The answer to this may influence the future of the game.
“Life is uncertain, eat dessert first” was engraved on a piece of driftwood in a breakfast restaurant in California and having read it, while sipping my coffee, I felt it was extremely appropriate to how I felt about the game of golf.
We seem to be spending too much time thinking about the game and not enough time playing it.
In my book “Just Hit It” I try to answer the same the question. If we didn’t enjoy it, the game would have died hundreds of years ago so what has kept this game alive for so long? Defining enjoyment is tough.
Did I enjoy my life-threatening sailing adventure half way around the world in a 25-foot boat with my friend? The answer is philosophically the same.
Enjoyment can be derived from satisfying an urge. In the case of my choice to sail without navigational aids – simply because there were none or we couldn’t afford them – was subconsciously to evaluate myself. Golf is the same, we play golf to satisfy a subconscious urge to evaluate ourselves, even though we may feel it is directly related to being with like-minded people, or being out-doors, or getting some exercise, or competing against others, these are all wonderful by-products but not the essence of what attracts us to the game. It is the subconscious challenging of ourselves.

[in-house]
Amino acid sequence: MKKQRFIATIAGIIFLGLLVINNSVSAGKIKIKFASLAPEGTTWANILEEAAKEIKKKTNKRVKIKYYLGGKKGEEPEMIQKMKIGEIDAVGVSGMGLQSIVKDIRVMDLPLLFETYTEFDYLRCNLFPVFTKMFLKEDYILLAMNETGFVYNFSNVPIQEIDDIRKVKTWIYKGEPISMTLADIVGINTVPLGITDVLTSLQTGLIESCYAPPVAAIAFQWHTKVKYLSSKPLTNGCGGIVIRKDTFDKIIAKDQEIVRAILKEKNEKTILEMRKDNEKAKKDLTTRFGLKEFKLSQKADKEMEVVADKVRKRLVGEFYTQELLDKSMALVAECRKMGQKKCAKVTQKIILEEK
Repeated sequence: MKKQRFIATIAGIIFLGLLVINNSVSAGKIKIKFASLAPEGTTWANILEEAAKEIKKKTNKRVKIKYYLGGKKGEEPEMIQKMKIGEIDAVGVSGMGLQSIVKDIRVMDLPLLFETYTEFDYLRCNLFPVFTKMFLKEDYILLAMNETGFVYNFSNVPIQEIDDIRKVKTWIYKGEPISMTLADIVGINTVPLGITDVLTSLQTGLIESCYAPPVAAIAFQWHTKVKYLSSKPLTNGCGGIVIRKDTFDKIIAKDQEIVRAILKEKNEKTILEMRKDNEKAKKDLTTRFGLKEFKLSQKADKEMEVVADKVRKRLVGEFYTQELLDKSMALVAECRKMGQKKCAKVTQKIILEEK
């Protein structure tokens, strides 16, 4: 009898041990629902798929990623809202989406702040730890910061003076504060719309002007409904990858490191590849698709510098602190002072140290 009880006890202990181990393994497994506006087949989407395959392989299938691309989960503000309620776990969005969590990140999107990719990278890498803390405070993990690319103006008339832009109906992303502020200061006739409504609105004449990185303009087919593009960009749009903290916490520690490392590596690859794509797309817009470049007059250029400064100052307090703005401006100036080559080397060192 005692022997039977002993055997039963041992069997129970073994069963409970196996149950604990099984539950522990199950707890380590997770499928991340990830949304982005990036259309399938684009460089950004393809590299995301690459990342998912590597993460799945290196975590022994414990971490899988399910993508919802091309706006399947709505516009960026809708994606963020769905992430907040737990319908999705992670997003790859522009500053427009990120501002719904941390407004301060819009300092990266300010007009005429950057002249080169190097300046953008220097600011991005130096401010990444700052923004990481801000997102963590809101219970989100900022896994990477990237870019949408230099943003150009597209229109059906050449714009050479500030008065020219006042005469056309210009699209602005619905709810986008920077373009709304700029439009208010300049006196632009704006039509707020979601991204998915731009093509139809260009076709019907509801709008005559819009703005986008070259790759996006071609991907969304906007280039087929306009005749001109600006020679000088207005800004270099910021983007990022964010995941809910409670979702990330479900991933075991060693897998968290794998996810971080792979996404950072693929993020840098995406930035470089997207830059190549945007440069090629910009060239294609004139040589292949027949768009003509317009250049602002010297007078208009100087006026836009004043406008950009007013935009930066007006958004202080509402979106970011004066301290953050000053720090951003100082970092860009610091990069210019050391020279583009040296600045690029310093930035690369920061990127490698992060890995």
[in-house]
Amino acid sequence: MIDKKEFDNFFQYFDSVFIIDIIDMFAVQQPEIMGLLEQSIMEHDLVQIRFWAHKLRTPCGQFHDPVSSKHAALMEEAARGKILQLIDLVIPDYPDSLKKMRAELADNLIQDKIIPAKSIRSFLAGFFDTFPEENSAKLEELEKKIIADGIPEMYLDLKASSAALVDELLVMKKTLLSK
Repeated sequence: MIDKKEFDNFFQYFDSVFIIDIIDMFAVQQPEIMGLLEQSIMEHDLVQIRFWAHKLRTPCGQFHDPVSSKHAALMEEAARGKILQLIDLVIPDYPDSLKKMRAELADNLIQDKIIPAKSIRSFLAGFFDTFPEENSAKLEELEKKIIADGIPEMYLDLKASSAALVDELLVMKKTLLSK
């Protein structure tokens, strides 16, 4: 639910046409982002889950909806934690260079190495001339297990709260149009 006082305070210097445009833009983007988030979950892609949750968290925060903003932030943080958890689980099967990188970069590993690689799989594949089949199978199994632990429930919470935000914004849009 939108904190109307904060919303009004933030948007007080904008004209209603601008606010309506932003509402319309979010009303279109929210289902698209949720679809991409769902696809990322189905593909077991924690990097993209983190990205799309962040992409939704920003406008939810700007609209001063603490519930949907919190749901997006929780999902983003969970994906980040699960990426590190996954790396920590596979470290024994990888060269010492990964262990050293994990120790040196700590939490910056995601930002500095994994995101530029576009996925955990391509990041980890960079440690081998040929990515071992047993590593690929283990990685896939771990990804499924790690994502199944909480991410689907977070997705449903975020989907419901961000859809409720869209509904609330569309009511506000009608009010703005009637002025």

Yes, we do this daily when throwing a rolled up piece of waste paper into a distant basket, and if successful allow the tingle and hair raising sensation to flow over us with an inward smile. Nobody is there to enjoy it with us but we know it was well done.
We need to understand that for the game to survive and grow we need to focus on a true understanding of why we play and that compromising the fundamental essence of the game, to gain popularity is wrong headed.
Let’s take a deep breath and with a true understanding of what attracts us to this therapeutic activity, conclude that the challenge is what needs our protection and we should consider rejecting all the superficial bells and whistles which are proposed, to appeal to potential participants or those the game has lost.
If we rely on and have confidence in what has kept the game alive for so long, it will survive.
Don’t try to force it, just hit it and let it happen.
Why do you play golf? Share your thoughts with us and other Frankly Friends by replying below.